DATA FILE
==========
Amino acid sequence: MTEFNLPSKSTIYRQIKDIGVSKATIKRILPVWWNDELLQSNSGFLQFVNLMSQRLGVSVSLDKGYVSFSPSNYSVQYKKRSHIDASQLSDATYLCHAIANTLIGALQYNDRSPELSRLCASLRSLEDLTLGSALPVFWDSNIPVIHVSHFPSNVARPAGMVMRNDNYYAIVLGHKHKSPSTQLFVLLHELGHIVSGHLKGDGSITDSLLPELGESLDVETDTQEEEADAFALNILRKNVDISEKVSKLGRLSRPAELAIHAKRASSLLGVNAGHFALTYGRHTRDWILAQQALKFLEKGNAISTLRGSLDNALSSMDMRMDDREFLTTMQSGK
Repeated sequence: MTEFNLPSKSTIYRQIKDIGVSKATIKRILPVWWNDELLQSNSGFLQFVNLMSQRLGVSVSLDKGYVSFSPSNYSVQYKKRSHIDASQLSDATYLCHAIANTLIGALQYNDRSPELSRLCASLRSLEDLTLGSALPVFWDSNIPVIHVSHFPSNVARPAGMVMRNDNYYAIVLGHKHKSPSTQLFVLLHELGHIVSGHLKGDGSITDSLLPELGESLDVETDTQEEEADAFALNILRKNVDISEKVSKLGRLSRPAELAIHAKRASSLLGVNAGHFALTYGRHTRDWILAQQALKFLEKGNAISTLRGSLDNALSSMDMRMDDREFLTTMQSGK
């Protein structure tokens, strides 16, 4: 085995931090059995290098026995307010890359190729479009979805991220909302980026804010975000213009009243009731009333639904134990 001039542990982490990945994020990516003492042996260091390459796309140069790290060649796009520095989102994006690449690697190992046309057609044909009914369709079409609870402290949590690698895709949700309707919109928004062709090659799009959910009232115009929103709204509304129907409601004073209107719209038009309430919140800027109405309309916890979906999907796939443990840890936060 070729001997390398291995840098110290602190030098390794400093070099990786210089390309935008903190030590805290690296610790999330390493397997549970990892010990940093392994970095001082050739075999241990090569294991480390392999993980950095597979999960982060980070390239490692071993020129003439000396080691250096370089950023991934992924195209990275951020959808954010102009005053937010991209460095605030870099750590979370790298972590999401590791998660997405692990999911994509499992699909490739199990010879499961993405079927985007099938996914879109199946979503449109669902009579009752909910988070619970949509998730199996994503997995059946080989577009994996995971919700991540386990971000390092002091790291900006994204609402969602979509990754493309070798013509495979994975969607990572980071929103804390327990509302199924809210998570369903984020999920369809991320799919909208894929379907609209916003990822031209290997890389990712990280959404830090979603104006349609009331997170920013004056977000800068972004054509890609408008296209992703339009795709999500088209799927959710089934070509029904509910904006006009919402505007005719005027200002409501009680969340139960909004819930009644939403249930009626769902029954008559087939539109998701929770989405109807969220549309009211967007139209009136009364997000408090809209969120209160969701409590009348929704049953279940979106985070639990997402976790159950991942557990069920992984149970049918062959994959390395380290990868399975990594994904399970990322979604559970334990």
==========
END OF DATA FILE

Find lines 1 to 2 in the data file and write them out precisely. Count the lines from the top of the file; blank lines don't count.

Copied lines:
Amino acid sequence: MTEFNLPSKSTIYRQIKDIGVSKATIKRILPVWWNDELLQSNSGFLQFVNLMSQRLGVSVSLDKGYVSFSPSNYSVQYKKRSHIDASQLSDATYLCHAIANTLIGALQYNDRSPELSRLCASLRSLEDLTLGSALPVFWDSNIPVIHVSHFPSNVARPAGMVMRNDNYYAIVLGHKHKSPSTQLFVLLHELGHIVSGHLKGDGSITDSLLPELGESLDVETDTQEEEADAFALNILRKNVDISEKVSKLGRLSRPAELAIHAKRASSLLGVNAGHFALTYGRHTRDWILAQQALKFLEKGNAISTLRGSLDNALSSMDMRMDDREFLTTMQSGK
Repeated sequence: MTEFNLPSKSTIYRQIKDIGVSKATIKRILPVWWNDELLQSNSGFLQFVNLMSQRLGVSVSLDKGYVSFSPSNYSVQYKKRSHIDASQLSDATYLCHAIANTLIGALQYNDRSPELSRLCASLRSLEDLTLGSALPVFWDSNIPVIHVSHFPSNVARPAGMVMRNDNYYAIVLGHKHKSPSTQLFVLLHELGHIVSGHLKGDGSITDSLLPELGESLDVETDTQEEEADAFALNILRKNVDISEKVSKLGRLSRPAELAIHAKRASSLLGVNAGHFALTYGRHTRDWILAQQALKFLEKGNAISTLRGSLDNALSSMDMRMDDREFLTTMQSGK